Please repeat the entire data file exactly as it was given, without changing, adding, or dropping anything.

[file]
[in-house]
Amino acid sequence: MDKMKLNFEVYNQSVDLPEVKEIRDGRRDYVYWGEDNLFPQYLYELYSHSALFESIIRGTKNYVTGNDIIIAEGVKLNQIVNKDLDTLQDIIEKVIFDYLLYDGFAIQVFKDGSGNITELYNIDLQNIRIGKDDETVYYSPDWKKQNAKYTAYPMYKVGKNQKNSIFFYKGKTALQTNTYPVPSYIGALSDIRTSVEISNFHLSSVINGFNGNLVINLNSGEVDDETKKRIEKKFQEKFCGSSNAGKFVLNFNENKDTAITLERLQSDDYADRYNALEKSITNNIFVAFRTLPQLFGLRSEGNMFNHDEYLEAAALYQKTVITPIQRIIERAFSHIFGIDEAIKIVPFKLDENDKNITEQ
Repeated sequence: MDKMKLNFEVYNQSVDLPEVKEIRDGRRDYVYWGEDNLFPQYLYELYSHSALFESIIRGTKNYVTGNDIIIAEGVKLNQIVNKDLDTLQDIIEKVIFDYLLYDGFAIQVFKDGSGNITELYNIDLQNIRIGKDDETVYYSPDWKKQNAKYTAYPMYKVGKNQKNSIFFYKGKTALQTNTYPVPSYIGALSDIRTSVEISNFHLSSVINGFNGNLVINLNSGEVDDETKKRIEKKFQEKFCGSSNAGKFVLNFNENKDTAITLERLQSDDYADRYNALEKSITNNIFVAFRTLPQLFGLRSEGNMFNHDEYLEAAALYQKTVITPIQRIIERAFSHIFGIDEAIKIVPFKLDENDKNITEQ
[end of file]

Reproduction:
[in-house]
Amino acid sequence: MDKMKLNFEVYNQSVDLPEVKEIRDGRRDYVYWGEDNLFPQYLYELYSHSALFESIIRGTKNYVTGNDIIIAEGVKLNQIVNKDLDTLQDIIEKVIFDYLLYDGFAIQVFKDGSGNITELYNIDLQNIRIGKDDETVYYSPDWKKQNAKYTAYPMYKVGKNQKNSIFFYKGKTALQTNTYPVPSYIGALSDIRTSVEISNFHLSSVINGFNGNLVINLNSGEVDDETKKRIEKKFQEKFCGSSNAGKFVLNFNENKDTAITLERLQSDDYADRYNALEKSITNNIFVAFRTLPQLFGLRSEGNMFNHDEYLEAAALYQKTVITPIQRIIERAFSHIFGIDEAIKIVPFKLDENDKNITEQ
Repeated sequence: MDKMKLNFEVYNQSVDLPEVKEIRDGRRDYVYWGEDNLFPQYLYELYSHSALFESIIRGTKNYVTGNDIIIAEGVKLNQIVNKDLDTLQDIIEKVIFDYLLYDGFAIQVFKDGSGNITELYNIDLQNIRIGKDDETVYYSPDWKKQNAKYTAYPMYKVGKNQKNSIFFYKGKTALQTNTYPVPSYIGALSDIRTSVEISNFHLSSVINGFNGNLVINLNSGEVDDETKKRIEKKFQEKFCGSSNAGKFVLNFNENKDTAITLERLQSDDYADRYNALEKSITNNIFVAFRTLPQLFGLRSEGNMFNHDEYLEAAALYQKTVITPIQRIIERAFSHIFGIDEAIKIVPFKLDENDKNITEQ